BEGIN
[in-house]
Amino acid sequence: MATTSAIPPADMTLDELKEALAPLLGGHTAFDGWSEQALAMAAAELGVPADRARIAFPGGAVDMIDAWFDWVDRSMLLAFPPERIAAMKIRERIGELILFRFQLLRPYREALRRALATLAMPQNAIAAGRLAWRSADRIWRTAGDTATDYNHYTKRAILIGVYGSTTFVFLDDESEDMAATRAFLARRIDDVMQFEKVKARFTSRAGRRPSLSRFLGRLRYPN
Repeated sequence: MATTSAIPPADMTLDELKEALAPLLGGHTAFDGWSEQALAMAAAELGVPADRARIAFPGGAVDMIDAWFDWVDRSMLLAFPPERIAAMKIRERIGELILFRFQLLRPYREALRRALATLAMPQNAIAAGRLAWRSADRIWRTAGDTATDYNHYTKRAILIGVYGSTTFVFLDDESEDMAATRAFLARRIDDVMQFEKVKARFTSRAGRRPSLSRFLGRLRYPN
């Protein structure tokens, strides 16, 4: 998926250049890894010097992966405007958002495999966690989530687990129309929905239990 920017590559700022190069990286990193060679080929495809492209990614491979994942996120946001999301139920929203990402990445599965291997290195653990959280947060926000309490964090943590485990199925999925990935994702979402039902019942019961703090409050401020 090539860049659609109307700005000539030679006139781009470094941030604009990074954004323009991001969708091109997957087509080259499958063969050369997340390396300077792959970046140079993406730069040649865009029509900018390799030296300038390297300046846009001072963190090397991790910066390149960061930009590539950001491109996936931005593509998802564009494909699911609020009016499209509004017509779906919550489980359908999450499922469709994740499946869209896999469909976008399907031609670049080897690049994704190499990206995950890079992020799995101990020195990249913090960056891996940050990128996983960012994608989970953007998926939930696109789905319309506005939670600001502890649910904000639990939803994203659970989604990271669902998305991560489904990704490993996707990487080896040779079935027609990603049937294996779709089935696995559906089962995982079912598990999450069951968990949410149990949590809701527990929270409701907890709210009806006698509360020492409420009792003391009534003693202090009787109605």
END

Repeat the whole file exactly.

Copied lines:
[in-house]
Amino acid sequence: MATTSAIPPADMTLDELKEALAPLLGGHTAFDGWSEQALAMAAAELGVPADRARIAFPGGAVDMIDAWFDWVDRSMLLAFPPERIAAMKIRERIGELILFRFQLLRPYREALRRALATLAMPQNAIAAGRLAWRSADRIWRTAGDTATDYNHYTKRAILIGVYGSTTFVFLDDESEDMAATRAFLARRIDDVMQFEKVKARFTSRAGRRPSLSRFLGRLRYPN
Repeated sequence: MATTSAIPPADMTLDELKEALAPLLGGHTAFDGWSEQALAMAAAELGVPADRARIAFPGGAVDMIDAWFDWVDRSMLLAFPPERIAAMKIRERIGELILFRFQLLRPYREALRRALATLAMPQNAIAAGRLAWRSADRIWRTAGDTATDYNHYTKRAILIGVYGSTTFVFLDDESEDMAATRAFLARRIDDVMQFEKVKARFTSRAGRRPSLSRFLGRLRYPN
């Protein structure tokens, strides 16, 4: 998926250049890894010097992966405007958002495999966690989530687990129309929905239990 920017590559700022190069990286990193060679080929495809492209990614491979994942996120946001999301139920929203990402990445599965291997290195653990959280947060926000309490964090943590485990199925999925990935994702979402039902019942019961703090409050401020 090539860049659609109307700005000539030679006139781009470094941030604009990074954004323009991001969708091109997957087509080259499958063969050369997340390396300077792959970046140079993406730069040649865009029509900018390799030296300038390297300046846009001072963190090397991790910066390149960061930009590539950001491109996936931005593509998802564009494909699911609020009016499209509004017509779906919550489980359908999450499922469709994740499946869209896999469909976008399907031609670049080897690049994704190499990206995950890079992020799995101990020195990249913090960056891996940050990128996983960012994608989970953007998926939930696109789905319309506005939670600001502890649910904000639990939803994203659970989604990271669902998305991560489904990704490993996707990487080896040779079935027609990603049937294996779709089935696995559906089962995982079912598990999450069951968990949410149990949590809701527990929270409701907890709210009806006698509360020492409420009792003391009534003693202090009787109605």